SAN DIEGO -- A representative from the U.S. Environmental Protection Agency on Monday evening updated San Diego residents on the EPA's efforts to reduce transboundary pollution in the water between Mexico and the United States.
Local nonprofit Citizens' Oversight organized the informal meeting at Balboa Park, where the public had the opportunity to ask questions and share concerns.
"It was interesting to us because we live here in California, we care about the bay, we hear about the ocean and we also care about Imperial Beach because we go there a lot and we have property down there," said San Diego resident Ray Carruthers.
EPA environmental engineer Douglas Liden shared about the history Tijuana’s current water infrastructure and the ways Mexico is working with the U.S. on the issue.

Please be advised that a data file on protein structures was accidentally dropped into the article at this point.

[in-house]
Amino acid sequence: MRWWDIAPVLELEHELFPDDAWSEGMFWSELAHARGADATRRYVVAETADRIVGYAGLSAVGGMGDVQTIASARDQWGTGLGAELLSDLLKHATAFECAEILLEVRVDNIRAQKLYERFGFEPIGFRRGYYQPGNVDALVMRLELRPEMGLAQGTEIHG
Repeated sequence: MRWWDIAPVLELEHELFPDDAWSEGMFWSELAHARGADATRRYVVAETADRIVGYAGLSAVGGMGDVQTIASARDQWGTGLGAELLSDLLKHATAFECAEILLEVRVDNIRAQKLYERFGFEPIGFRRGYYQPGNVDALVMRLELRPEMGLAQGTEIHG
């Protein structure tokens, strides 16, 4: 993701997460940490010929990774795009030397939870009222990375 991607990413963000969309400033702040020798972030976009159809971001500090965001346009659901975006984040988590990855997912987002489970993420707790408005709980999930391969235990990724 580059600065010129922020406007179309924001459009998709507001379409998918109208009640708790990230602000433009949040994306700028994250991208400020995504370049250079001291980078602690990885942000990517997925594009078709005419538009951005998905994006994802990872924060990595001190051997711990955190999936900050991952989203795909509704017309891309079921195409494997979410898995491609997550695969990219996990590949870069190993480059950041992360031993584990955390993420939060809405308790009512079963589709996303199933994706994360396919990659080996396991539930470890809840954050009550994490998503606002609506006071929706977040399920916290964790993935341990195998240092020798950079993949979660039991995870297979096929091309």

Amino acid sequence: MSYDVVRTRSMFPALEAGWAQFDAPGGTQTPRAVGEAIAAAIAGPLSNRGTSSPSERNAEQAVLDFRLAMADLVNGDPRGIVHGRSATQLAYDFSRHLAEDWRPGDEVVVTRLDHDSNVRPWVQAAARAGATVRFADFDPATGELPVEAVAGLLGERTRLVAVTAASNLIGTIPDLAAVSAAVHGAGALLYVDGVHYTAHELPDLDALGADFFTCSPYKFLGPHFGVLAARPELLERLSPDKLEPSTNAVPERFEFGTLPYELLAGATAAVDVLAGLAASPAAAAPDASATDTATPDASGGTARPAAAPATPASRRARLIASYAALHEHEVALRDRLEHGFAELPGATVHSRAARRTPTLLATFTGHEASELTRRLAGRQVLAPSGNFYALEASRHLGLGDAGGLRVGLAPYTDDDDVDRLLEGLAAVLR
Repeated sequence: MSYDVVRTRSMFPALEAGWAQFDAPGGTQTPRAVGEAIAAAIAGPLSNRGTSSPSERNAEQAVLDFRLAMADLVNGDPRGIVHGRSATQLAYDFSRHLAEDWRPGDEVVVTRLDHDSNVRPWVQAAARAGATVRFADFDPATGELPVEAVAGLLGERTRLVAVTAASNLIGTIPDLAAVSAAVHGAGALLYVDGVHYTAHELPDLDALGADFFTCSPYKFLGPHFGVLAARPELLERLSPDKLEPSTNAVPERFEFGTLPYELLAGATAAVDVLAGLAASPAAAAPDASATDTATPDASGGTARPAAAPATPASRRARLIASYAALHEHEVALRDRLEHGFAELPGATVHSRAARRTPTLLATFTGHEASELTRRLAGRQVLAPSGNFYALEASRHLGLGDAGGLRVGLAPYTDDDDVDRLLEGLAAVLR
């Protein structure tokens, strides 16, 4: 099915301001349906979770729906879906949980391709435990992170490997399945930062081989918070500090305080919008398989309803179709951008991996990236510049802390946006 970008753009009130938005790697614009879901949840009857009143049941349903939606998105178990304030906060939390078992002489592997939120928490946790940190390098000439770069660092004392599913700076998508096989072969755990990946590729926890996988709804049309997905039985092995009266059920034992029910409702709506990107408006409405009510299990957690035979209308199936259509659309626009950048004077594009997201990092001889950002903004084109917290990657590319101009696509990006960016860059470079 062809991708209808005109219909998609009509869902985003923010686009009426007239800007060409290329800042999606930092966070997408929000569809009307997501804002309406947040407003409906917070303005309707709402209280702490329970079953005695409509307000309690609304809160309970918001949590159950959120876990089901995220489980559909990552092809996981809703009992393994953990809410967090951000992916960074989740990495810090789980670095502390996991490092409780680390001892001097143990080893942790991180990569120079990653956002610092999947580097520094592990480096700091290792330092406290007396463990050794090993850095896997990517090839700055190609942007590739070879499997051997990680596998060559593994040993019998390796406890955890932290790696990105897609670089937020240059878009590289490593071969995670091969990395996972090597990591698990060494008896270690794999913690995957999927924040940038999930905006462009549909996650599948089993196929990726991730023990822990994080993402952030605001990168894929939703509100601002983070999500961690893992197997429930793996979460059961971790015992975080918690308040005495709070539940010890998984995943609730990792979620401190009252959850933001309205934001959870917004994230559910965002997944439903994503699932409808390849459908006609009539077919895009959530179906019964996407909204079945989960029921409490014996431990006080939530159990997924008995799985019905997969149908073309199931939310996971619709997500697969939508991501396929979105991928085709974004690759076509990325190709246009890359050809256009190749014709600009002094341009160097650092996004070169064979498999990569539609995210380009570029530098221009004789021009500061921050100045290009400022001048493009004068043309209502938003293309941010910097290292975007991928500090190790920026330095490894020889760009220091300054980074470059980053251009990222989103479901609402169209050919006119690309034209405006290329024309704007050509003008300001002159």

"We just received a letter of commitment from the Federal Water Commission in Mexico saying they want to apply 35 million gallons specifically to address Tijuana wastewater issues this coming year," Liden said.
The EPA has funded a number of studies to look for solutions to transboundary pollution in both countries and that work will continue. There has been annual funding dedicated to border water infrastructure since 1996 and the hope is that funding will continue.
"Clearly there is a large group of people working on this putting brain power into it and we hope they’re going to come up with some good solutions," said Carruthers. "I think the bottom line is money needs to come in from someplace to help get the fix is in place."
The EPA received $15 million from Congress for border water infrastructure this year. That number has been as high as $100 million and as low as $5 million some years.